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Introduction

The distribution systems of public drinking water supplies include the pipes and other conveyances that connect treatment plants to consumers’ taps. They span almost 1 billion miles in the United States (Kirmeyer et al., 1994) and include an estimated 154,000 finished water storage facilities (AWWA, 2003). Public water supplies serve 273 million residential and commercial customers, although the vast majority (93 percent) of systems serves less than 10,000 people (EPA, 2004). As the U.S. population grows and communities expand, 13,200 miles of new pipes are installed each year (Kirmeyer et al., 1994).

Distribution systems constitute a significant management challenge from both an operational and public health standpoint. Furthermore, they represent the vast majority of physical infrastructure for water supplies, such that their repair and replacement represent an enormous financial liability. The U. S. Environmental Protection Agency (EPA) estimates the 20-year water transmission and distribution needs of the country to be $83.2 billion, with storage facility infrastructure needs estimated at $18.4 billion (EPA, 1999).

Most federal water quality regulations pertaining to drinking water, such as Maximum Contaminant Levels (MCLs) and treatment technique requirements for microbial and chemical contaminants, are applied before or at the point where water enters the distribution system. The major rules that specifically target water quality within the distribution system are the Lead and Copper Rule (LCR), the Surface Water Treatment Rule (SWTR), which addresses the minimum required detectable disinfectant residual and the maximum allowed heterotrophic bacterial plate count, and the Total Coliform Rule. In addition, the Disinfectants/Disinfection By-Products Rule (D/DBPR) addresses the maximum disinfectant residual and concentration of disinfection byproducts like total trihalomethanes and haloacetic acids allowed in distribution systems. Of all these rules, the Total Coliform Rule (TCR) of 1989 explicitly addresses microbial water quality in the distribution system. The TCR applies to all public water supplies, both groundwater and surface water, and requires (among other things) an MCL of less than 5 percent of water samples testing positive for total coliforms in any month for systems serving more than 33,000, and that there be no more than one positive sample per month for systems serving less than 33,000 (Guilaran, 2004). Sampling of distribution systems varies widely, from as many as hundreds of samples per month to one sample per year, depending on the size of the system. This and other information gathered since the rule was first drafted suggest that the TCR is limited in its ability to ensure public health protection from microbial contamination of distribution systems. Indeed, some epidemiological and outbreak investigations conducted in the last five years suggest that a substantial propor-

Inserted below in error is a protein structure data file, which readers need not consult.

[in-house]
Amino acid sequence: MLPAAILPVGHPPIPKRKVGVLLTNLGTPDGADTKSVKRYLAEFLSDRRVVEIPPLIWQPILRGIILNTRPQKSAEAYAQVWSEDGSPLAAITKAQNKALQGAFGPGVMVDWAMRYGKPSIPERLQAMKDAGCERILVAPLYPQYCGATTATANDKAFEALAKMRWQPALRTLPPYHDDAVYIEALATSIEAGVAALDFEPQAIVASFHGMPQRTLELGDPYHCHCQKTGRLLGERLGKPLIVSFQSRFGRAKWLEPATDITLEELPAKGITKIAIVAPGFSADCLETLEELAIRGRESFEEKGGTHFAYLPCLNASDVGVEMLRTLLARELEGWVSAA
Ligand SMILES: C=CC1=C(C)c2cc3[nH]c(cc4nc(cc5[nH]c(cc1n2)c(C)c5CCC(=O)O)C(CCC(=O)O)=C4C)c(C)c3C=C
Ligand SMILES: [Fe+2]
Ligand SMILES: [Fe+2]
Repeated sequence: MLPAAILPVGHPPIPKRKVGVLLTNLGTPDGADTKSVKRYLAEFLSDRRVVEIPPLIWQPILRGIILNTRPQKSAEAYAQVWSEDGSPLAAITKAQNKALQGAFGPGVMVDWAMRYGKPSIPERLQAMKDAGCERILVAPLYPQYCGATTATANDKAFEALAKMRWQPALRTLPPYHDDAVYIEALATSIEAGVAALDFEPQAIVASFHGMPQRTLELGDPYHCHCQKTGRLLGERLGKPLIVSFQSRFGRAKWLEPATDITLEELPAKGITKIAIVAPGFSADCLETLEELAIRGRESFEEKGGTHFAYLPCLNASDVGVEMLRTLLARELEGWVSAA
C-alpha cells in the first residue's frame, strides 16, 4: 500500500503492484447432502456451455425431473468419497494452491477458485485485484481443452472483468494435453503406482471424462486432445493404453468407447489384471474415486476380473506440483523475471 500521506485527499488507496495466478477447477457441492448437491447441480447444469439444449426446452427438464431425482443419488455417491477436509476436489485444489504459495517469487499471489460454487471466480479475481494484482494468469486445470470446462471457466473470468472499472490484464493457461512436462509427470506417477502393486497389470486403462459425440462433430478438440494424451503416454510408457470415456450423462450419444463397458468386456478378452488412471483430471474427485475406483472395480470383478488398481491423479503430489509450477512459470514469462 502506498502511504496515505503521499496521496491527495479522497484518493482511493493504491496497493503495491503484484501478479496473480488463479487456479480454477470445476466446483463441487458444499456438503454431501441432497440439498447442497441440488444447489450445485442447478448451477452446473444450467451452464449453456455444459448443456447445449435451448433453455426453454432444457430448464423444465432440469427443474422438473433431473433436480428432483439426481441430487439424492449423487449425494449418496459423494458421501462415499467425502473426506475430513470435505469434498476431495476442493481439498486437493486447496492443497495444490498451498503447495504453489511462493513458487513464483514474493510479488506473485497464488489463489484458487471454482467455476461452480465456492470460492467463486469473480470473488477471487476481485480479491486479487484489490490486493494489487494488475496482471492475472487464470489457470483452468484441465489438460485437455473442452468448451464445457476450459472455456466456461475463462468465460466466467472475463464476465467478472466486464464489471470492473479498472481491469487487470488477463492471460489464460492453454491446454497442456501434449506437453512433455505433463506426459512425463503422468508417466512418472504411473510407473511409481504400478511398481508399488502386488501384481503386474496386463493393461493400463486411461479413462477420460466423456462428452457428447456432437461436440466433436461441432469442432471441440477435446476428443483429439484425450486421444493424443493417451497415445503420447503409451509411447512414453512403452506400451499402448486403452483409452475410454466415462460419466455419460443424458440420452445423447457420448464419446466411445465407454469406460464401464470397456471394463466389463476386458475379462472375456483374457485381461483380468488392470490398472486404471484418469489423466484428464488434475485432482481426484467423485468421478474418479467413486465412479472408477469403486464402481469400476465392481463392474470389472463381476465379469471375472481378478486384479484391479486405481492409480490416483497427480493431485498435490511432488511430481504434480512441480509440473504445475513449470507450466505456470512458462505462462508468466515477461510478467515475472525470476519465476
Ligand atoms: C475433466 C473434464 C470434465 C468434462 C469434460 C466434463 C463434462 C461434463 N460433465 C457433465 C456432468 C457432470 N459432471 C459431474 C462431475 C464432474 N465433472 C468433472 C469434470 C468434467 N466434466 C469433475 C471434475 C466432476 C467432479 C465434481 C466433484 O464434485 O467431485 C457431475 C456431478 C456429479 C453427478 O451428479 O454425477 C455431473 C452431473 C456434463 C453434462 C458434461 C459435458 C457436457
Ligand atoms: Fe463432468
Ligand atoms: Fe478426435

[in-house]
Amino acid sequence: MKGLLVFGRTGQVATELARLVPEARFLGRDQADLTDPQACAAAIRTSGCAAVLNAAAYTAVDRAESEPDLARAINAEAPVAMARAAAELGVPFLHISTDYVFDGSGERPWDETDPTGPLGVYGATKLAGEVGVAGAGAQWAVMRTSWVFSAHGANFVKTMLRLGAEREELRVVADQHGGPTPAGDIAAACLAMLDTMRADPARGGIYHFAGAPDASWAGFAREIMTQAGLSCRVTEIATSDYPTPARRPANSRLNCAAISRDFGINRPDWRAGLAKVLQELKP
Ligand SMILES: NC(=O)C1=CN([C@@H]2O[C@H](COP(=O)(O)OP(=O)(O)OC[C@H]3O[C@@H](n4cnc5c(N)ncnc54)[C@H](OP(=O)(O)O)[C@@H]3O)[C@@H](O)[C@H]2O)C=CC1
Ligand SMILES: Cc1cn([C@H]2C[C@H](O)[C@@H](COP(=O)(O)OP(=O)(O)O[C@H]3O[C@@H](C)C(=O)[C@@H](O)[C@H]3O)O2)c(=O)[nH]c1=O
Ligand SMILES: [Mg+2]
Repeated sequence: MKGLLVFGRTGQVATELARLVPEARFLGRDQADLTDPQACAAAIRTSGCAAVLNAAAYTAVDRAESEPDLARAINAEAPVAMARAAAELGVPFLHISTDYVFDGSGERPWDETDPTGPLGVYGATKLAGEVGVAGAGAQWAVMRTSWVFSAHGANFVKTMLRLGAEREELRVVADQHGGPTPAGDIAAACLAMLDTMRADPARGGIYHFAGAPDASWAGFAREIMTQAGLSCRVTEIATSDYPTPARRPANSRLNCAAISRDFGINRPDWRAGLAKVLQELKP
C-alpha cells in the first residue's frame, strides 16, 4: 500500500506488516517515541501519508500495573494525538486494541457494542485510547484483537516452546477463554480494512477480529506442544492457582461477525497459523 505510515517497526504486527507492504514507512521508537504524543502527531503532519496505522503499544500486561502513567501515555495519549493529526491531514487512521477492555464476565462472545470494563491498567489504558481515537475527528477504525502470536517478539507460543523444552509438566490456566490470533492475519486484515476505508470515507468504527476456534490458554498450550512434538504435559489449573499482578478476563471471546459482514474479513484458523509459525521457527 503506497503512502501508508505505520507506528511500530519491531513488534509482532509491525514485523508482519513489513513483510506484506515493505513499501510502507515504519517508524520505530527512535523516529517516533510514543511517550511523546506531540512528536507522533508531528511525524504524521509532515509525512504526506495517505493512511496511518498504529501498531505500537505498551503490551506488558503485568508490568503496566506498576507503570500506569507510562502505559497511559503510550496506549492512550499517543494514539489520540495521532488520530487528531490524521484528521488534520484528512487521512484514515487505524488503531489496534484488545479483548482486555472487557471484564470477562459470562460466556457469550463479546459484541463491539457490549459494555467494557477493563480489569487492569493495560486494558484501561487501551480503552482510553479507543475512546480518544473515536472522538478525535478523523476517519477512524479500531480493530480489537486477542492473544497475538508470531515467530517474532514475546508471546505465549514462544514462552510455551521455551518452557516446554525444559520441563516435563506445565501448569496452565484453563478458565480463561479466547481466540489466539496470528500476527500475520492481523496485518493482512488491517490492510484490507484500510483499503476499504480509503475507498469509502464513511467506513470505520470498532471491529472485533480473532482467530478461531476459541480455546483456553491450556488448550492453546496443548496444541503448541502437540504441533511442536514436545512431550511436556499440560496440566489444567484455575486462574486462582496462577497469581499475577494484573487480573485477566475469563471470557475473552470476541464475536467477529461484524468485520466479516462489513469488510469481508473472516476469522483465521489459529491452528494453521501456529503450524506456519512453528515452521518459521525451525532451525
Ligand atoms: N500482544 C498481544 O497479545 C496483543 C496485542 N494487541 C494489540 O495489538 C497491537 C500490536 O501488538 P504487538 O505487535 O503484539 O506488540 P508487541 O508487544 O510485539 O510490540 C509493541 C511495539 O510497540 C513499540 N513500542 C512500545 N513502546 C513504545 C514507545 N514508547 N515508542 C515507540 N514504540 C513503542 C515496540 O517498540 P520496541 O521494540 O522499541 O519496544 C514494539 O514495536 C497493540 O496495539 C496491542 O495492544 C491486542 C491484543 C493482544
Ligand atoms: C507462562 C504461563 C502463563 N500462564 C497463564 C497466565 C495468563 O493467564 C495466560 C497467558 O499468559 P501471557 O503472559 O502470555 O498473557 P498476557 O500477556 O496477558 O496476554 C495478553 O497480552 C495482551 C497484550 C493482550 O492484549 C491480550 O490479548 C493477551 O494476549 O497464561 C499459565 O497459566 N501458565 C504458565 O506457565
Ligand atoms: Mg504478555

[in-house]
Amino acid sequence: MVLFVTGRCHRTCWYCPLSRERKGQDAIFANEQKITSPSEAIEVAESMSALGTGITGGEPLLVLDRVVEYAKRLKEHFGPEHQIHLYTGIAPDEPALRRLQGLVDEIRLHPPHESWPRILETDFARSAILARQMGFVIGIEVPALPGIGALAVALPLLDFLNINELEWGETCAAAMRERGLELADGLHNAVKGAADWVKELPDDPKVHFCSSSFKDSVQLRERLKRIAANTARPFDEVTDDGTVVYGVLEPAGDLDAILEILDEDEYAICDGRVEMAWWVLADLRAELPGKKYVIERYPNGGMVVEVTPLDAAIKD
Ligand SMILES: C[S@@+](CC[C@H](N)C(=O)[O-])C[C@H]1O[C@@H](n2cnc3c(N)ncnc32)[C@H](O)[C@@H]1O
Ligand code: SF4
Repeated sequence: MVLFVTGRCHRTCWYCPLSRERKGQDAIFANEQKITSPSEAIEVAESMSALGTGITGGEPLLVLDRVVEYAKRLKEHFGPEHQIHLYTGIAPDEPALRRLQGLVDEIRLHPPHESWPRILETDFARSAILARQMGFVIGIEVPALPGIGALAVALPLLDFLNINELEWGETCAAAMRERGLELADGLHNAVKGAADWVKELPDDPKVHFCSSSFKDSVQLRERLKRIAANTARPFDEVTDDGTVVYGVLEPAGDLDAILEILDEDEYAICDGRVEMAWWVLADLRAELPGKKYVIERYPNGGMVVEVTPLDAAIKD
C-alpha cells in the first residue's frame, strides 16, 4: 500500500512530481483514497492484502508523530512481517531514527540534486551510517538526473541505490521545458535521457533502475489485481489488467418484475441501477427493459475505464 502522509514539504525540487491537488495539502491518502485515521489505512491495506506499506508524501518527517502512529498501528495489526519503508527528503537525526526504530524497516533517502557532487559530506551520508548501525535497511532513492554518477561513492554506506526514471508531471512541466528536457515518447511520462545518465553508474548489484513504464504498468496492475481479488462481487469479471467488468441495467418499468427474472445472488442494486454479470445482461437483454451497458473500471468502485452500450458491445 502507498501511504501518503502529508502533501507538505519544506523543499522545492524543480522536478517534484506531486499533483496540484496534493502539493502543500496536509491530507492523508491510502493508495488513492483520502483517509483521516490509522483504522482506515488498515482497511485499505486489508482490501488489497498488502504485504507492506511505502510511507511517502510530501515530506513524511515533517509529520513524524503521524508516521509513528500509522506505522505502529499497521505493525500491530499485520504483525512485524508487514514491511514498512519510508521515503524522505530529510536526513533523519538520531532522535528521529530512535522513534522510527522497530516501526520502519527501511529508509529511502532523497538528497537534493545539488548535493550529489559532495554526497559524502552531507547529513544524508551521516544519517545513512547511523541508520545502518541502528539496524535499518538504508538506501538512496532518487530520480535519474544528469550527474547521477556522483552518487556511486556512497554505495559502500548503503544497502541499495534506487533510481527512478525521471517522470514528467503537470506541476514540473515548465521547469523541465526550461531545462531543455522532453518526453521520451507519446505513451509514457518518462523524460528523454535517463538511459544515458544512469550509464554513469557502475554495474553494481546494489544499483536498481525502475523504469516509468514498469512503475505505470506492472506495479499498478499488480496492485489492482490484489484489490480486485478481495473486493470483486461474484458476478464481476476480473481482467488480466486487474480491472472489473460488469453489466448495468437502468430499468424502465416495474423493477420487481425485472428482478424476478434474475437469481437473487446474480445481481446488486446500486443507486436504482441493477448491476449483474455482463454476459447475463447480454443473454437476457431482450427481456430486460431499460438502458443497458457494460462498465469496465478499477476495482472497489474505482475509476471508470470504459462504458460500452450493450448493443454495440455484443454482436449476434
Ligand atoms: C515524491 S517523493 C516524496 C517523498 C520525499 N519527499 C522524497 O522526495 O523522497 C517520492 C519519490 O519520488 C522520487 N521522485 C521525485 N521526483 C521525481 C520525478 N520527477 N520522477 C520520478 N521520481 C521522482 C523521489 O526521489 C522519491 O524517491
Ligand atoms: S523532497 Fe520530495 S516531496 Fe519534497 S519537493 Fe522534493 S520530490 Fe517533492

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Public Water Supply Distribution Systems: Assessing and Reducing Risks - First Report 1 Introduction The distribution systems of public drinking water supplies include the pipes and other conveyances that connect treatment plants to consumers’ taps. They span almost 1 billion miles in the United States (Kirmeyer et al., 1994) and include an estimated 154,000 finished water storage facilities (AWWA, 2003). Public water supplies serve 273 million residential and commercial customers, although the vast majority (93 percent) of systems serves less than 10,000 people (EPA, 2004). As the U.S. population grows and communities expand, 13,200 miles of new pipes are installed each year (Kirmeyer et al., 1994). Distribution systems constitute a significant management challenge from both an operational and public health standpoint. Furthermore, they represent the vast majority of physical infrastructure for water supplies, such that their repair and replacement represent an enormous financial liability. The U. S. Environmental Protection Agency (EPA) estimates the 20-year water transmission and distribution needs of the country to be $83.2 billion, with storage facility infrastructure needs estimated at $18.4 billion (EPA, 1999). Most federal water quality regulations pertaining to drinking water, such as Maximum Contaminant Levels (MCLs) and treatment technique requirements for microbial and chemical contaminants, are applied before or at the point where water enters the distribution system. The major rules that specifically target water quality within the distribution system are the Lead and Copper Rule (LCR), the Surface Water Treatment Rule (SWTR), which addresses the minimum required detectable disinfectant residual and the maximum allowed heterotrophic bacterial plate count, and the Total Coliform Rule. In addition, the Disinfectants/Disinfection By-Products Rule (D/DBPR) addresses the maximum disinfectant residual and concentration of disinfection byproducts like total trihalomethanes and haloacetic acids allowed in distribution systems. Of all these rules, the Total Coliform Rule (TCR) of 1989 explicitly addresses microbial water quality in the distribution system. The TCR applies to all public water supplies, both groundwater and surface water, and requires (among other things) an MCL of less than 5 percent of water samples testing positive for total coliforms in any month for systems serving more than 33,000, and that there be no more than one positive sample per month for systems serving less than 33,000 (Guilaran, 2004). Sampling of distribution systems varies widely, from as many as hundreds of samples per month to one sample per year, depending on the size of the system. This and other information gathered since the rule was first drafted suggest that the TCR is limited in its ability to ensure public health protection from microbial contamination of distribution systems. Indeed, some epidemiological and outbreak investigations conducted in the last five years suggest that a substantial propor-